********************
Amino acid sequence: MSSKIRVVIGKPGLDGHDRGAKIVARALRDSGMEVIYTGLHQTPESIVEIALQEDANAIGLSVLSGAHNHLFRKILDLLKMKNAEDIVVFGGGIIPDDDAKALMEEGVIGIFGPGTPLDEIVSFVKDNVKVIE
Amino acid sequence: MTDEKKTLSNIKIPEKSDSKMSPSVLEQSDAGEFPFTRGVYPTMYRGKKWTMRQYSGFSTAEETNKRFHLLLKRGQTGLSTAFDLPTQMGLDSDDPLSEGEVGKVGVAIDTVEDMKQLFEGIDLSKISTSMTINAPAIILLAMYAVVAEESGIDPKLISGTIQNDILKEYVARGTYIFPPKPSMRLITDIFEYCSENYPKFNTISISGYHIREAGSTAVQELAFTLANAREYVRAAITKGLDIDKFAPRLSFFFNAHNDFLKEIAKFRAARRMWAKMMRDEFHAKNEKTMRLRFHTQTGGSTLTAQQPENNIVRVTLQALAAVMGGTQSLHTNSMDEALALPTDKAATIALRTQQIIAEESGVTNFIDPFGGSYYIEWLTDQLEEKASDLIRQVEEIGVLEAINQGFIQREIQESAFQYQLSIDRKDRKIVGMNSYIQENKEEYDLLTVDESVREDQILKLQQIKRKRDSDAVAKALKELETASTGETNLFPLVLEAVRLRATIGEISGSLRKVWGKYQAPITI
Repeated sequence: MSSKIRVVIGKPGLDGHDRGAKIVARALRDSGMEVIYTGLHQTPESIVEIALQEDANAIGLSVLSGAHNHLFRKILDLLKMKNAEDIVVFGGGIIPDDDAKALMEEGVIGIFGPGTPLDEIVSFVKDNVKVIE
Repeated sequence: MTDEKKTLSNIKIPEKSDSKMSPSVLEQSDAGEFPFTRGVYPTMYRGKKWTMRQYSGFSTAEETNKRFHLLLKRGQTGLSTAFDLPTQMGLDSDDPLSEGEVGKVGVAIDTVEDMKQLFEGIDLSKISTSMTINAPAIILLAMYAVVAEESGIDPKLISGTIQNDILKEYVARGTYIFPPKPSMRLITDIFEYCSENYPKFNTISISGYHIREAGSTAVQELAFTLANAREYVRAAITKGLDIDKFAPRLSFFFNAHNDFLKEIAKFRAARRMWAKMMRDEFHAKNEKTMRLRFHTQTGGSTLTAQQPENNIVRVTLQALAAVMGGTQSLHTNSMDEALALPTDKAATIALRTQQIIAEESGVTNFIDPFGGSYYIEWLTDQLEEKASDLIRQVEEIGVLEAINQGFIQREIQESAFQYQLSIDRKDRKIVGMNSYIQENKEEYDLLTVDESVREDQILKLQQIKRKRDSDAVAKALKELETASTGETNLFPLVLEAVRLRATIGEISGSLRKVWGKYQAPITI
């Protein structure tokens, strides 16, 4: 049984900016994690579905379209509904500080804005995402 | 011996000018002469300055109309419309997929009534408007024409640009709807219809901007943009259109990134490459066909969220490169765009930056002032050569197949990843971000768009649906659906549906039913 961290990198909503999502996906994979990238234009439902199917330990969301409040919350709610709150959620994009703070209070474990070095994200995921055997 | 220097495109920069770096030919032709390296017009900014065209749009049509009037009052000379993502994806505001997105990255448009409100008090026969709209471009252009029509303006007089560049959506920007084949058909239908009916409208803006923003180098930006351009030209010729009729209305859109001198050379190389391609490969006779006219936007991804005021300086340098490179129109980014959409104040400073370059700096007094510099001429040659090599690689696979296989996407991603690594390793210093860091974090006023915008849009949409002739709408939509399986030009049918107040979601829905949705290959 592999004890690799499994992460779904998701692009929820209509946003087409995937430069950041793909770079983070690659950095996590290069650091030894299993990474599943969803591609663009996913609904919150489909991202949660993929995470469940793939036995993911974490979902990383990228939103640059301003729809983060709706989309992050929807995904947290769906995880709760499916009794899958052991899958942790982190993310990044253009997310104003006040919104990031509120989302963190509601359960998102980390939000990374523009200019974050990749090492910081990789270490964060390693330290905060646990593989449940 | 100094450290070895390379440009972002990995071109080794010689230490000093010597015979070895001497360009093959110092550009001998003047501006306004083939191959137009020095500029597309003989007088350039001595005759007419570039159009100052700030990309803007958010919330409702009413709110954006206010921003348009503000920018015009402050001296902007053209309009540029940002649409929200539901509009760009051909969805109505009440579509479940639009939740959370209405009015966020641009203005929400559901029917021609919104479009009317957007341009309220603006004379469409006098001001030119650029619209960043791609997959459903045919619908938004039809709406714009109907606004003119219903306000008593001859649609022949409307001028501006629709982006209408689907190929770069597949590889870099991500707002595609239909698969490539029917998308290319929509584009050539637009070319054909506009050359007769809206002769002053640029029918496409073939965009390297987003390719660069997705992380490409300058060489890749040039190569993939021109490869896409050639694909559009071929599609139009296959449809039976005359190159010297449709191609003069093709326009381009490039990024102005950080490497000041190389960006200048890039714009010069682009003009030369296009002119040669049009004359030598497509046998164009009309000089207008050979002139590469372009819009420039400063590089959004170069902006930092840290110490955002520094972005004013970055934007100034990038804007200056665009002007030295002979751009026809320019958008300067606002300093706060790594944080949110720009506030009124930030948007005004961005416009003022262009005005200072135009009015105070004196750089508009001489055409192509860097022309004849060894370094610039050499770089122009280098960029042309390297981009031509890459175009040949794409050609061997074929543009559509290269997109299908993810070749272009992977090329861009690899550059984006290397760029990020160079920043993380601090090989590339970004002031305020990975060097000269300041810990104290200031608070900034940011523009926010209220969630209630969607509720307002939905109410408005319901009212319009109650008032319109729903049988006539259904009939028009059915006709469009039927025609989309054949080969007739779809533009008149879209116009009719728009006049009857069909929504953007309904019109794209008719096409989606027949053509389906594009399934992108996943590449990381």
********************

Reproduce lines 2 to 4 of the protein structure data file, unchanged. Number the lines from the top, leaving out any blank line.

Amino acid sequence: MTDEKKTLSNIKIPEKSDSKMSPSVLEQSDAGEFPFTRGVYPTMYRGKKWTMRQYSGFSTAEETNKRFHLLLKRGQTGLSTAFDLPTQMGLDSDDPLSEGEVGKVGVAIDTVEDMKQLFEGIDLSKISTSMTINAPAIILLAMYAVVAEESGIDPKLISGTIQNDILKEYVARGTYIFPPKPSMRLITDIFEYCSENYPKFNTISISGYHIREAGSTAVQELAFTLANAREYVRAAITKGLDIDKFAPRLSFFFNAHNDFLKEIAKFRAARRMWAKMMRDEFHAKNEKTMRLRFHTQTGGSTLTAQQPENNIVRVTLQALAAVMGGTQSLHTNSMDEALALPTDKAATIALRTQQIIAEESGVTNFIDPFGGSYYIEWLTDQLEEKASDLIRQVEEIGVLEAINQGFIQREIQESAFQYQLSIDRKDRKIVGMNSYIQENKEEYDLLTVDESVREDQILKLQQIKRKRDSDAVAKALKELETASTGETNLFPLVLEAVRLRATIGEISGSLRKVWGKYQAPITI
Repeated sequence: MSSKIRVVIGKPGLDGHDRGAKIVARALRDSGMEVIYTGLHQTPESIVEIALQEDANAIGLSVLSGAHNHLFRKILDLLKMKNAEDIVVFGGGIIPDDDAKALMEEGVIGIFGPGTPLDEIVSFVKDNVKVIE
Repeated sequence: MTDEKKTLSNIKIPEKSDSKMSPSVLEQSDAGEFPFTRGVYPTMYRGKKWTMRQYSGFSTAEETNKRFHLLLKRGQTGLSTAFDLPTQMGLDSDDPLSEGEVGKVGVAIDTVEDMKQLFEGIDLSKISTSMTINAPAIILLAMYAVVAEESGIDPKLISGTIQNDILKEYVARGTYIFPPKPSMRLITDIFEYCSENYPKFNTISISGYHIREAGSTAVQELAFTLANAREYVRAAITKGLDIDKFAPRLSFFFNAHNDFLKEIAKFRAARRMWAKMMRDEFHAKNEKTMRLRFHTQTGGSTLTAQQPENNIVRVTLQALAAVMGGTQSLHTNSMDEALALPTDKAATIALRTQQIIAEESGVTNFIDPFGGSYYIEWLTDQLEEKASDLIRQVEEIGVLEAINQGFIQREIQESAFQYQLSIDRKDRKIVGMNSYIQENKEEYDLLTVDESVREDQILKLQQIKRKRDSDAVAKALKELETASTGETNLFPLVLEAVRLRATIGEISGSLRKVWGKYQAPITI